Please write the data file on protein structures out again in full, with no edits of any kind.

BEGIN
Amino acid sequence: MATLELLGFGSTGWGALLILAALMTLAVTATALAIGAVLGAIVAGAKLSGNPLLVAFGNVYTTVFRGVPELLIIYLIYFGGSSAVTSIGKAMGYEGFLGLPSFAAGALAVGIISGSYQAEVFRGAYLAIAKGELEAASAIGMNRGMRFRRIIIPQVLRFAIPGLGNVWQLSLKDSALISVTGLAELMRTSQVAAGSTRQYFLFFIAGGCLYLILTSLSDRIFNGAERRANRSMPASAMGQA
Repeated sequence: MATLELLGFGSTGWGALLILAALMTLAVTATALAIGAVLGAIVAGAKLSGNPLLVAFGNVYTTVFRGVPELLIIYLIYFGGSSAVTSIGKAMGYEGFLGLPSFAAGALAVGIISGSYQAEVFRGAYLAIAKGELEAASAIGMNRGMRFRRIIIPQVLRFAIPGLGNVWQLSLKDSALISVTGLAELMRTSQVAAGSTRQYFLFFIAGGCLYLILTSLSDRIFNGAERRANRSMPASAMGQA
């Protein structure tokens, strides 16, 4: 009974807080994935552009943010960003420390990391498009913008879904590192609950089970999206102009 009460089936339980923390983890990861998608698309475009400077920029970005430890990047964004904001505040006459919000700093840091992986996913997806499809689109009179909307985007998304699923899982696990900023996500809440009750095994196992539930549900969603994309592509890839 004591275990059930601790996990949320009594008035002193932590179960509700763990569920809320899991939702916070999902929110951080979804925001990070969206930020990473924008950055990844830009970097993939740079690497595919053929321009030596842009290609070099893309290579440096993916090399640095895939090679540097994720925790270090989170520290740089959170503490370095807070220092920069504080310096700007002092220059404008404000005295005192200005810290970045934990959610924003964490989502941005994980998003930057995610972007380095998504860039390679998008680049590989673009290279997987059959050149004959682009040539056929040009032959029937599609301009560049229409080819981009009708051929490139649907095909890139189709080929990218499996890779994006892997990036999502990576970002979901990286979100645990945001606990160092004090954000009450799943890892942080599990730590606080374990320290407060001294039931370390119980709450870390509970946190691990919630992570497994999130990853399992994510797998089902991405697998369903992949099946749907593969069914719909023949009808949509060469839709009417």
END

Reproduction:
Amino acid sequence: MATLELLGFGSTGWGALLILAALMTLAVTATALAIGAVLGAIVAGAKLSGNPLLVAFGNVYTTVFRGVPELLIIYLIYFGGSSAVTSIGKAMGYEGFLGLPSFAAGALAVGIISGSYQAEVFRGAYLAIAKGELEAASAIGMNRGMRFRRIIIPQVLRFAIPGLGNVWQLSLKDSALISVTGLAELMRTSQVAAGSTRQYFLFFIAGGCLYLILTSLSDRIFNGAERRANRSMPASAMGQA
Repeated sequence: MATLELLGFGSTGWGALLILAALMTLAVTATALAIGAVLGAIVAGAKLSGNPLLVAFGNVYTTVFRGVPELLIIYLIYFGGSSAVTSIGKAMGYEGFLGLPSFAAGALAVGIISGSYQAEVFRGAYLAIAKGELEAASAIGMNRGMRFRRIIIPQVLRFAIPGLGNVWQLSLKDSALISVTGLAELMRTSQVAAGSTRQYFLFFIAGGCLYLILTSLSDRIFNGAERRANRSMPASAMGQA
């Protein structure tokens, strides 16, 4: 009974807080994935552009943010960003420390990391498009913008879904590192609950089970999206102009 009460089936339980923390983890990861998608698309475009400077920029970005430890990047964004904001505040006459919000700093840091992986996913997806499809689109009179909307985007998304699923899982696990900023996500809440009750095994196992539930549900969603994309592509890839 004591275990059930601790996990949320009594008035002193932590179960509700763990569920809320899991939702916070999902929110951080979804925001990070969206930020990473924008950055990844830009970097993939740079690497595919053929321009030596842009290609070099893309290579440096993916090399640095895939090679540097994720925790270090989170520290740089959170503490370095807070220092920069504080310096700007002092220059404008404000005295005192200005810290970045934990959610924003964490989502941005994980998003930057995610972007380095998504860039390679998008680049590989673009290279997987059959050149004959682009040539056929040009032959029937599609301009560049229409080819981009009708051929490139649907095909890139189709080929990218499996890779994006892997990036999502990576970002979901990286979100645990945001606990160092004090954000009450799943890892942080599990730590606080374990320290407060001294039931370390119980709450870390509970946190691990919630992570497994999130990853399992994510797998089902991405697998369903992949099946749907593969069914719909023949009808949509060469839709009417």